Even in a post-war world, though, for David and his German cousins, can the traumas engendered by their mixed heritage ever really be put to rest?
A Palace of Strangers is discounted on Kindle this weekend.
Holly Ash – once a straggle of rural cottages a tram’s ride from Liverpool – has been transformed, Frank Bates discovers when he returns years later as local boy made good. Now a director of Amalgamated Cables, and son-in-law of the chairman, he is shocked to see that in place of Ash Cottages, his boyhood home, rises the red and gold façade of Woolworth’s, the pride of a suburban shopping arcade.
Frank’s childhood had been a solitary one until, exploring one day the abandoned lake pavilion of the Manor House, he first encountered the children of the new local doctor. The natural assurance of the Manson siblings threw into sharp relief his own reserve, his consciousness of the working-class poverty of his upbringing.
John, Patrick, Patricia and Diana, however, accepted him into their tight-knit circle with open-handed generosity. Little did they suspect, as the years passed by, the resentment their quiet childhood companion secretly nursed against their effortless superiority, nor exactly how Frank’s bitterness would play out in their adult lives.
Holly Ash is discounted on Kindle this weekend.
“I used to have a recurrent dream, about opening a drawer and finding a book I’d written, starting to reread it, and realizing with growing excitement that it wasn’t half-bad — in fact, one of my best” — SAM YOUD
To his employers, he was a first-rate engineer. To his friends, he was something of a Don Juan. A more perceptive acquaintance described him as possessed of ‘a kind of bitter integrity’ … But beneath the front, the real Charles Hibson lay buried – deep.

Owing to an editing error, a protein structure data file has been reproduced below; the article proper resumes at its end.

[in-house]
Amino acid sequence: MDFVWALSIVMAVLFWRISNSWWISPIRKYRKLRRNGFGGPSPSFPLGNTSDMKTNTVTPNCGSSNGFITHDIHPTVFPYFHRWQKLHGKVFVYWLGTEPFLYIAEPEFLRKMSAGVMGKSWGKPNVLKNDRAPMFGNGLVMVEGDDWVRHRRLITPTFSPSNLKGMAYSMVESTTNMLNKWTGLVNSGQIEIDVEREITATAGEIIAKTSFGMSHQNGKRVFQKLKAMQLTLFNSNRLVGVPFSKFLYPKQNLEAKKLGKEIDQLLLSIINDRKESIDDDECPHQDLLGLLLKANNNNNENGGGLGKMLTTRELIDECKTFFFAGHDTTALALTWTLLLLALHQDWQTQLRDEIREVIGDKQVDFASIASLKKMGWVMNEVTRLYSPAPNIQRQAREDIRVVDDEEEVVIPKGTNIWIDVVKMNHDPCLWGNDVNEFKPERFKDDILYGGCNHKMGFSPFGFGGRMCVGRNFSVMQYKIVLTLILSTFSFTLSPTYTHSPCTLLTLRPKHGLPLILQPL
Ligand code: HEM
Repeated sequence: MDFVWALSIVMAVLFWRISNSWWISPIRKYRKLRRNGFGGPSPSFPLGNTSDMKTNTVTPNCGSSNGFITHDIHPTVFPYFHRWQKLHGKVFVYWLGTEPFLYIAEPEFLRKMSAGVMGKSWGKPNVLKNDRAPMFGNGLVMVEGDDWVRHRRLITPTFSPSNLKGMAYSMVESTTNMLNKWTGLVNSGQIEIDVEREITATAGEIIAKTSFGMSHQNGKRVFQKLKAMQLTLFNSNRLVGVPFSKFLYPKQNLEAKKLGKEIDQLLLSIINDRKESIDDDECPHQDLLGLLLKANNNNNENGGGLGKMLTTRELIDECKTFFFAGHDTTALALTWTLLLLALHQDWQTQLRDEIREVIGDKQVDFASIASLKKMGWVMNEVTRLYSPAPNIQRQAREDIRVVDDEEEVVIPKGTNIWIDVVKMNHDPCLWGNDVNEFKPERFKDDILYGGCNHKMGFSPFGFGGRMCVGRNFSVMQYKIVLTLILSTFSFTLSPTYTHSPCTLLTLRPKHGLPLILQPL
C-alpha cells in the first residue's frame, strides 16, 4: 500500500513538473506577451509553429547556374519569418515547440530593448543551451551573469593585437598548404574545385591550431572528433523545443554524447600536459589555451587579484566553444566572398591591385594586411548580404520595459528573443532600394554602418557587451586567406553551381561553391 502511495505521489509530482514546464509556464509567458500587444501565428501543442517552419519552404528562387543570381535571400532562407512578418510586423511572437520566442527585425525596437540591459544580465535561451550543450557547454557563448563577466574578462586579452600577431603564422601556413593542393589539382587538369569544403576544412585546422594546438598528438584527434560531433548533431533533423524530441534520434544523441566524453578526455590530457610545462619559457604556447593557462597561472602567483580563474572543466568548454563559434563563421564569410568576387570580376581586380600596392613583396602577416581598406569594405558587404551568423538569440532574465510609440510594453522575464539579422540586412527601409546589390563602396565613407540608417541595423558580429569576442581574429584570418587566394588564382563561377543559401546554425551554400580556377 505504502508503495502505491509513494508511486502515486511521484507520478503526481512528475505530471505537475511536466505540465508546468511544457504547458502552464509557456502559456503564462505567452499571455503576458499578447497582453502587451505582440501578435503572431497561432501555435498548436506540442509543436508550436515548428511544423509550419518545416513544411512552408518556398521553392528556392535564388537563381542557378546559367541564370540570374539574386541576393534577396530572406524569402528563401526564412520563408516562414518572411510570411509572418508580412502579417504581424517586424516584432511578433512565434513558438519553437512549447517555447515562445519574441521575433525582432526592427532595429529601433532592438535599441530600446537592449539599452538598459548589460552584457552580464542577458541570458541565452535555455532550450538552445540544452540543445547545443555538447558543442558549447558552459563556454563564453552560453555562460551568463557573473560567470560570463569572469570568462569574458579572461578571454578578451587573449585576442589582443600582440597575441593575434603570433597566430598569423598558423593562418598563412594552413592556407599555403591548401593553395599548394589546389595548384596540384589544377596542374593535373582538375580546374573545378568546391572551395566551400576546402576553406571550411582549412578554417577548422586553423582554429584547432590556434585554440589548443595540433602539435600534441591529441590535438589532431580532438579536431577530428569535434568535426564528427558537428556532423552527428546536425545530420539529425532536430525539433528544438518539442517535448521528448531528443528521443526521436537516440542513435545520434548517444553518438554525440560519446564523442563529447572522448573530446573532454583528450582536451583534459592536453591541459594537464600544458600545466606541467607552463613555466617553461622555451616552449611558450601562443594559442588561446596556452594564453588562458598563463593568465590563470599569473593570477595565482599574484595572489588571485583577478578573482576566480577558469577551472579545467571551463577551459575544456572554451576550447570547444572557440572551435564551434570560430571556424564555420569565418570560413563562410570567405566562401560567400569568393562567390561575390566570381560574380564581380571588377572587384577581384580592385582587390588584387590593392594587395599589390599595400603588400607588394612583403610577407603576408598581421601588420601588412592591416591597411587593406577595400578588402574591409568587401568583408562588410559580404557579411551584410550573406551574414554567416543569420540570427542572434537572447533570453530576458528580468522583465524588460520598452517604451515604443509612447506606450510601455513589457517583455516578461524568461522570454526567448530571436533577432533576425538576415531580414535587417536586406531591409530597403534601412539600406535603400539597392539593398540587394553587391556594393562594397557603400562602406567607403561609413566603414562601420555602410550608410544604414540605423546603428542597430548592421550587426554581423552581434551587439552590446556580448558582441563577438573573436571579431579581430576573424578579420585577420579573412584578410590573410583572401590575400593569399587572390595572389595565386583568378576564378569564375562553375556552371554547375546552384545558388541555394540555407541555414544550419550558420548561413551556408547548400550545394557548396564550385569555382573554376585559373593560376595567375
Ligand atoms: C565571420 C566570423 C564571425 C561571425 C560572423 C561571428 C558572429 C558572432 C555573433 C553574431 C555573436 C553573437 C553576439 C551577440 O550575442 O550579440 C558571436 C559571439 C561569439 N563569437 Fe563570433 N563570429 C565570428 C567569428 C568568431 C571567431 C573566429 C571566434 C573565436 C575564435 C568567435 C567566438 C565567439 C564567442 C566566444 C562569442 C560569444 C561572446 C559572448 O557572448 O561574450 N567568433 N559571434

When Hibson was sent to a watch-making factory in Switzerland to supervise the installation of a precision grinder, only his sister Angela could guess what it meant for him to return, as an adult, to the land of their childhood.
Fifteen years had passed, and Irina Toleykov, still as serious and reserved as ever, was no longer the little girl in pigtails. And although the tragic loss of her Russian émigré father and both of her brothers was general knowledge, she, too, had her secrets.
But in Geneva, with its Bar Giovanni and its British Export Commission, where the gulls and swans fought for the scraps tourists threw into the lake, secrets – Hibson was to find – were common currency.
The Gull’s Kiss is discounted on Kindle this weekend.
‘So, you have married these two beautiful young ladies,’ General Tulenkov remarks to Lionel Sickert and his friend John Burchall, ‘and taken them from the shores of sparkling Leman to the dark Lancashire wastes. Love is more powerful than one commonly thinks.’
Their double wedding to sisters Victoria and Katharine, it would seem, will usher in a life of prosperity and contentment in the upper echelons of Edwardian society. To John in particular, the sense of order, privilege and security that pervades his world goes unquestioned, as he and Lionel forge their respective careers in the booming cotton industry.
But then comes the summer of 1914, and the eruption of Europe into war …
The years pass, and prompted by Lionel’s generosity of spirit and impatience with convention, Vicky makes choices which lead inexorably to a rift with the prosperous Burchalls. The consequences of this division must be reaped by the next generation: by the unprincipled Stanley and his unfortunate twin cousins, Joseph and Jane.
Messages of Love is discounted on Kindle this weekend.